Pierce Pettis is an American singer/songwriter from Alabama. Formerly a staff writer for Polygram Publishing, he has recorded numerous solo albums but is perhaps best known for the songs themselves. Joan Baez covered one of his songs on an album in 1979, and since then, Dar Williams, Garth Brooks, Dion & the Belmonts, Sara Groves, Randy Stonehill, and a very long list of others have all recorded covers of Pierce Pettis songs.
Pettis lived the life of a musician on the road, even after starting a family. When traveling musicians are able to have success in both worlds — on the stage as a musician and at home with their families, it’s considered nothing short of a miracle. In Pettis’ case, as he began rising to fame, things at home began crumbling, and he had to make perhaps the biggest decision of his life: He put his career aside to focus on his children. Unfortunately, his marriage didn’t survive, but his kids thrived, and now, standing on the other side of his monumental decision, Pettis is closer than ever with his children and grateful he figured out what was really important in his life when he did.
Pettis spoke with Disney Dads via phone.
DD: Did you have a close relationship with your dad?
PP: My father and I were close, but not always in words. My father liked to lecture me a lot and I refused to listen. Turns out I was actually incapable of listening. 20 years ago I was finally diagnosed with ADD and put on medication, but as a kid, sitting still and listening was very, very difficult.
My mind was going 100 miles an hour, and my father, I’m sure, couldn’t understand why I was so hyper, why I was so all over the place all the time and wouldn’t shut up. Even with all that, I have to say, he was a very good dad.
My dad always had an enormous amount of kindness. My mother was the one with the temper (laughs).
DD: Our dads are imperfect, but they have a huge influence of the ways that we live our lives. What were ways that your dad influenced you most?
With my dad, it was the way he would react calmly when I did something really stupid. One day, for example, we went to the trunk of my car and he found a small bottle of Bacardi rum. And I thought he would go insane finding me with alcohol in my car, but he didn’t. He was very calm. He looked at me and said, “Look, whatever you do, don’t get caught in Georgia, because I don’t know anybody over there and I can’t help you.”
DD: How did your dad influence your own approach to parenting?
My parents were very loving, but they were not shy about discipline. With my kids, I wanted them to understand that there was always a line that they couldn’t cross, and it was always enforced. I wanted them to understand that you have to own up to it, whatever it’ is, and I think that’s a good thing. Some parents might not agree with that, but then, I’ve seen how their kids turned out.
DD: What is the biggest challenge you’ve faced as a dad?
My first marriage ended in divorce and it was very difficult. Thankfully, I had really good advice during that time from friends — that the #1 thing is to never trash the other parent in front of the kids and always hold up the other parent as best you can. I tried to do that. As difficult as it is, you need to put aside your ego and learn to bite your tongue, because you need to keep things nice for your kids.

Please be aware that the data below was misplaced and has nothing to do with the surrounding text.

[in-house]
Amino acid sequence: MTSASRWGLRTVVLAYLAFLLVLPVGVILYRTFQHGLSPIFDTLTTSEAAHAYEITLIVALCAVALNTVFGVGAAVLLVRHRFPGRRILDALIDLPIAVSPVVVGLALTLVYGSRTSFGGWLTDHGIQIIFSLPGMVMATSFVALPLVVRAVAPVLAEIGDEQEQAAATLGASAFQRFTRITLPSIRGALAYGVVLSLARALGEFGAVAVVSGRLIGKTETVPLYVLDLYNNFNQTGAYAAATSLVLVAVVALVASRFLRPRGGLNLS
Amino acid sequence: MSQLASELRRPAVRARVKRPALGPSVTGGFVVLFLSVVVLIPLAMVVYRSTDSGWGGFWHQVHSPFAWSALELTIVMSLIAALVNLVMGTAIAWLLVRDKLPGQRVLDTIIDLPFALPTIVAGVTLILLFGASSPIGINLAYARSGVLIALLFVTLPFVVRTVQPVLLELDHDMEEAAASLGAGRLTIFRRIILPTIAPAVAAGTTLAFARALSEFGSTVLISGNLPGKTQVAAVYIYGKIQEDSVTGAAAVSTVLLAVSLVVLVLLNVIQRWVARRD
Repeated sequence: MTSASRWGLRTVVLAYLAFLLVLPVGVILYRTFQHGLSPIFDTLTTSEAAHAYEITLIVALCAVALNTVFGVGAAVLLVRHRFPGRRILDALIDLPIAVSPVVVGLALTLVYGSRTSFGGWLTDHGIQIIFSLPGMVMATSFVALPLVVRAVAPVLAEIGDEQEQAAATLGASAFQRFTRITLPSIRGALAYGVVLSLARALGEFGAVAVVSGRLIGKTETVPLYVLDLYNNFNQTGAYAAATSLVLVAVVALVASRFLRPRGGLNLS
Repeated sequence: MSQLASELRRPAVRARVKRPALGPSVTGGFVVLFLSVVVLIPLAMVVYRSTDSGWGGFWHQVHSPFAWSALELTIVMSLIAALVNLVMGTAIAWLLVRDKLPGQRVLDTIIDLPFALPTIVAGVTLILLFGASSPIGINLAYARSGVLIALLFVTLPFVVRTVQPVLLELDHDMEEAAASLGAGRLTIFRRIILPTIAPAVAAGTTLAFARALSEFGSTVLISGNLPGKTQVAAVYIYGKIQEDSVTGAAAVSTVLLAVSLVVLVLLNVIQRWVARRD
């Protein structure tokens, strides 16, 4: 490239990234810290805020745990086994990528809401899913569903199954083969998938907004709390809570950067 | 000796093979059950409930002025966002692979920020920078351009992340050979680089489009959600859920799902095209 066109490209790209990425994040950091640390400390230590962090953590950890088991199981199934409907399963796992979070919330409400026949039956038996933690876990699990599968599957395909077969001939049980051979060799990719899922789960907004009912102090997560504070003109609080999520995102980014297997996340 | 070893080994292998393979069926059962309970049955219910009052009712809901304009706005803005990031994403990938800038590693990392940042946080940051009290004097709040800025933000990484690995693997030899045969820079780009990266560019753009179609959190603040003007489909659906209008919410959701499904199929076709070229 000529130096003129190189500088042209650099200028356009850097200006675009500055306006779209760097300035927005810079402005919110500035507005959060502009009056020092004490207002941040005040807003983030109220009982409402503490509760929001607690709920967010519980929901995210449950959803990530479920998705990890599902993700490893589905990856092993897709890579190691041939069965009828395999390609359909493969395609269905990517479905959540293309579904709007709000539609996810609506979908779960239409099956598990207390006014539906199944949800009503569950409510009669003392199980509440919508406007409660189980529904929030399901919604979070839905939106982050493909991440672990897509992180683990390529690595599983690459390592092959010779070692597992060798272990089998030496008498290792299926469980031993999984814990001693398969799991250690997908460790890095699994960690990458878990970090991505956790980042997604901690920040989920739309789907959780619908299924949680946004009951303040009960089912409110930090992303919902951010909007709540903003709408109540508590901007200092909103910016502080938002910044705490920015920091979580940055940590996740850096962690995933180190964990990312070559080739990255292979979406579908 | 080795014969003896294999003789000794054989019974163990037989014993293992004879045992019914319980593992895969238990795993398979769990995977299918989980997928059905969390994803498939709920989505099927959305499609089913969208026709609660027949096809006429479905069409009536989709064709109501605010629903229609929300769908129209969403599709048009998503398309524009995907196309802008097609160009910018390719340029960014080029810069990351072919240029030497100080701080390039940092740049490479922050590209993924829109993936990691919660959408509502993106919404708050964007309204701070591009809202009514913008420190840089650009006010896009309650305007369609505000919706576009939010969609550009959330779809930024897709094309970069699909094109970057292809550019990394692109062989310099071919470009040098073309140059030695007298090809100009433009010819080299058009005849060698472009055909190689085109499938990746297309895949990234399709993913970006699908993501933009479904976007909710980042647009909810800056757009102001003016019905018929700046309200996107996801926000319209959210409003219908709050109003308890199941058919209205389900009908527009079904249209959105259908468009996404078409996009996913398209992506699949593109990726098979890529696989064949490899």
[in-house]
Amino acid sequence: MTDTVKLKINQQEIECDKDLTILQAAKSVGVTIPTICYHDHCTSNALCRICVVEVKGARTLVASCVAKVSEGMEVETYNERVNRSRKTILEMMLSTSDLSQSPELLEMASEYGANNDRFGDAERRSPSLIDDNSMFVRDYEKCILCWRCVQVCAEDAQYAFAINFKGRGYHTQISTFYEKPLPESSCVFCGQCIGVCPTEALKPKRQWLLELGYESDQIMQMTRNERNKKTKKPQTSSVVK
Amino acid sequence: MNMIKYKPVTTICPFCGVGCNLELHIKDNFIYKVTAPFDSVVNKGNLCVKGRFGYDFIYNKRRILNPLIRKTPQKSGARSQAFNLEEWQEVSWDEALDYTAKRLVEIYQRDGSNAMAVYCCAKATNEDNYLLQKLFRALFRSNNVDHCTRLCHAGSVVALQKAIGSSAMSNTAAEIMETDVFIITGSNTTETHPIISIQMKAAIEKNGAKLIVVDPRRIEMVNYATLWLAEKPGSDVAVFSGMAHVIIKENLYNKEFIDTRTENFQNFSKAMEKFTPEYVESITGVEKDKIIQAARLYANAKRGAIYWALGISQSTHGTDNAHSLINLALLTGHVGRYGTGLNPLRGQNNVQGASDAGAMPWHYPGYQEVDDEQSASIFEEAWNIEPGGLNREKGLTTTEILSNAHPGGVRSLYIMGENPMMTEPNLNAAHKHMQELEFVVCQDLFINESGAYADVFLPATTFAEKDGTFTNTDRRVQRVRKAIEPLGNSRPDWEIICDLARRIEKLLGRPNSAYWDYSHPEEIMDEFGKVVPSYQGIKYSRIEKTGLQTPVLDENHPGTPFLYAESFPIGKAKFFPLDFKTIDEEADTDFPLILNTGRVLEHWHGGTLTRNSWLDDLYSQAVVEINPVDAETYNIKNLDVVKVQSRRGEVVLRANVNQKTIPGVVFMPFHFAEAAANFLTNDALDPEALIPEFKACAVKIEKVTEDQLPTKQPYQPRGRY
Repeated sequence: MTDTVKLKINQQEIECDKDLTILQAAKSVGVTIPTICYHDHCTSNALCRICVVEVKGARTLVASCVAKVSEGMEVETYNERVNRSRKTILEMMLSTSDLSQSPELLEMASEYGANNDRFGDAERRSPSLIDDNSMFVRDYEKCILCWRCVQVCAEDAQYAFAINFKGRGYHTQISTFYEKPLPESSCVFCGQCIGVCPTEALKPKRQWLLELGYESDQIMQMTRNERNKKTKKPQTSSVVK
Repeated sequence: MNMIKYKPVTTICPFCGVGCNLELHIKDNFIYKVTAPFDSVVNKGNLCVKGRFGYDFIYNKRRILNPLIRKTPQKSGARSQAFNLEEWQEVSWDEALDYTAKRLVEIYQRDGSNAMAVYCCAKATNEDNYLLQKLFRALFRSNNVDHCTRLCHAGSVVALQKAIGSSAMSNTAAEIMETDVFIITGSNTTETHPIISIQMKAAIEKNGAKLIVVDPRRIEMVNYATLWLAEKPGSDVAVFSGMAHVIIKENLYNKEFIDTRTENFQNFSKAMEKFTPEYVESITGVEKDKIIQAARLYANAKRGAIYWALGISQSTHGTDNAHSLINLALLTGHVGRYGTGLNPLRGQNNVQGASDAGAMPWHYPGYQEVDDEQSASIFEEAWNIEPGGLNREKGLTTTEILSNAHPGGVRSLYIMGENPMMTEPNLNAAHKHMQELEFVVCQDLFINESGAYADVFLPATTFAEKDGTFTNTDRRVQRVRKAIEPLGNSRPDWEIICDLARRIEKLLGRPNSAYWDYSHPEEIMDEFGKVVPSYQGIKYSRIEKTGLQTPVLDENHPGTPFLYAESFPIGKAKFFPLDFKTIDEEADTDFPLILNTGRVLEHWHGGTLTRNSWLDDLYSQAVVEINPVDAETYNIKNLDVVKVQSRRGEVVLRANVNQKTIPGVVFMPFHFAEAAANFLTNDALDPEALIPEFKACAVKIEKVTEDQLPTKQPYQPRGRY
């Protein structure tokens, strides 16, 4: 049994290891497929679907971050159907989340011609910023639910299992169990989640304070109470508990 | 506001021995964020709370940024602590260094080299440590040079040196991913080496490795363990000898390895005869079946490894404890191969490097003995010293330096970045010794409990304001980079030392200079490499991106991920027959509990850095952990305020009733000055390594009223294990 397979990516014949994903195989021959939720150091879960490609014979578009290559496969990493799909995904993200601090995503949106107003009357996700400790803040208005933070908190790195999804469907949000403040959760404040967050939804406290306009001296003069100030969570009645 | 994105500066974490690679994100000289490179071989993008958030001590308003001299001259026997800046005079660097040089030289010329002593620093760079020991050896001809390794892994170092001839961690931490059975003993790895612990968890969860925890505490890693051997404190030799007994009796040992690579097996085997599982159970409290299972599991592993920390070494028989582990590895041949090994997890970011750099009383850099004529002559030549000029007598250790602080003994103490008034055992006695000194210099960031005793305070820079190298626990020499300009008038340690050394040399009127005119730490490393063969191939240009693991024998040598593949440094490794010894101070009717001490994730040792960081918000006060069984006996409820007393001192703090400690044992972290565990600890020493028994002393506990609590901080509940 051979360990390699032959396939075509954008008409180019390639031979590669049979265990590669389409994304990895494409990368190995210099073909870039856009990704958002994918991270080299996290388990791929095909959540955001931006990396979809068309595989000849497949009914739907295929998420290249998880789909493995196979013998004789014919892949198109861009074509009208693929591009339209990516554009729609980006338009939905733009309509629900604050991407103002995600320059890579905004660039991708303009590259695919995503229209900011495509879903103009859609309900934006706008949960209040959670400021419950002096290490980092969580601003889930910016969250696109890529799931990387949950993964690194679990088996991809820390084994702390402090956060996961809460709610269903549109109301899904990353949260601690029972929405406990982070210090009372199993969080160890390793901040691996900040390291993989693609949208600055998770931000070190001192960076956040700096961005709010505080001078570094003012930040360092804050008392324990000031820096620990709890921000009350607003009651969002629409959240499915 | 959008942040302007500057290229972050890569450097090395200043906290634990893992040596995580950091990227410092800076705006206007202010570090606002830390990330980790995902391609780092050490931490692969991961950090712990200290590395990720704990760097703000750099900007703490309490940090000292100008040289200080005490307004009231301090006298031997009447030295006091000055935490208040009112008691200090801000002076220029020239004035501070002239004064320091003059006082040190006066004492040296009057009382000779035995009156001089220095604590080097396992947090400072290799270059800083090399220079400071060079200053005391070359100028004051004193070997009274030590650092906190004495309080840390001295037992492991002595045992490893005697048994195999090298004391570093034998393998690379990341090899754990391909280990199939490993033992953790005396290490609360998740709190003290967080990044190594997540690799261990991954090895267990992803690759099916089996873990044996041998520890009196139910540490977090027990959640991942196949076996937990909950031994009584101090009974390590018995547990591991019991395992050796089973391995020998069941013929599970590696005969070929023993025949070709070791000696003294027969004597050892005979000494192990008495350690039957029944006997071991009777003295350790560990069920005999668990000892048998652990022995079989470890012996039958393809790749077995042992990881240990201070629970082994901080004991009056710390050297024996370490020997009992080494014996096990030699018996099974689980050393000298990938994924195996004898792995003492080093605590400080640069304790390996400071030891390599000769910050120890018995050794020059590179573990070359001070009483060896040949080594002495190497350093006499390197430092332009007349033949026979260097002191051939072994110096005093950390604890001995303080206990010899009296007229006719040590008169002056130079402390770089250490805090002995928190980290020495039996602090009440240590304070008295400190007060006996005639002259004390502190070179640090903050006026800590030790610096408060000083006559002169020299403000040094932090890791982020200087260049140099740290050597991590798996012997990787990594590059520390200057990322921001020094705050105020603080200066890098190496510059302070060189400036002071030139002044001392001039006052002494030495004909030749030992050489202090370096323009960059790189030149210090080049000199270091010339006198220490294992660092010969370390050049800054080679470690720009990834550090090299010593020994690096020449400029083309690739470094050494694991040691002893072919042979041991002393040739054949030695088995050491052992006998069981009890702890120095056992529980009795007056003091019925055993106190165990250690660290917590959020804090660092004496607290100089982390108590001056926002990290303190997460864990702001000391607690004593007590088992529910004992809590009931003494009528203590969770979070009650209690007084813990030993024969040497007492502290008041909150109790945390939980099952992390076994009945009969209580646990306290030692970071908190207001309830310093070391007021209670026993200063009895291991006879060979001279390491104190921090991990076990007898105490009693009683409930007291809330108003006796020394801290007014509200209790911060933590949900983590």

DD: Being a musician, you’ve had to spend a lot of time away from your kids. Can you talk a little about what made that difficult, or how you dealt with that?
When my three oldest were really little, I thought it was okay to go on the road for three months at a time because, in my mind, I thought, “I’m doing this for my family.’ I was trying to break a new album for a major label and I was gone doing all kinds of things to support that record. What I learned from that experience is that you have to learn to say “no” sometimes. Maybe you don’t need a hit album; maybe your life would be just as good without it. Your art only imitates life; life is the real thing. If you miss the life part, what’s your art going to imitate?
After the divorce, my kids would come over to my little one-bedroom apartment. They all had to sleep, pretty much, in the same bed — I didn’t even have any furniture, but they loved it: it was like camping! And it’s funny — when I talk to my grown kids now, they remember those times as some of their best times. We didn’t have any money, so we’d go to a dollar store and I’d let them pick out one toy and we’d take it back and play with it, or we’d take a deck of cards and make a road out of it and drive cars on it. We had this big empty room and a few little toys, so we had to use our imagination.
DD: Your oldest daughter Grace is an accomplished musician as well. I see that you’ve been touring together. What’s it like touring with your daughter?
Grace is a real pro. She’s always prepared and she’s not afraid of anything. I’m the one that gets nervous; I’m the one that really has to warm up. For Grace, it’s just effortless. It’s great for me because I can count on her. She sings amazing harmonies like nobody [else] I know.
I like her songs and I love playing second guitar on her stuff. Grace’s career is going really well. She sure doesn’t need me (laughs).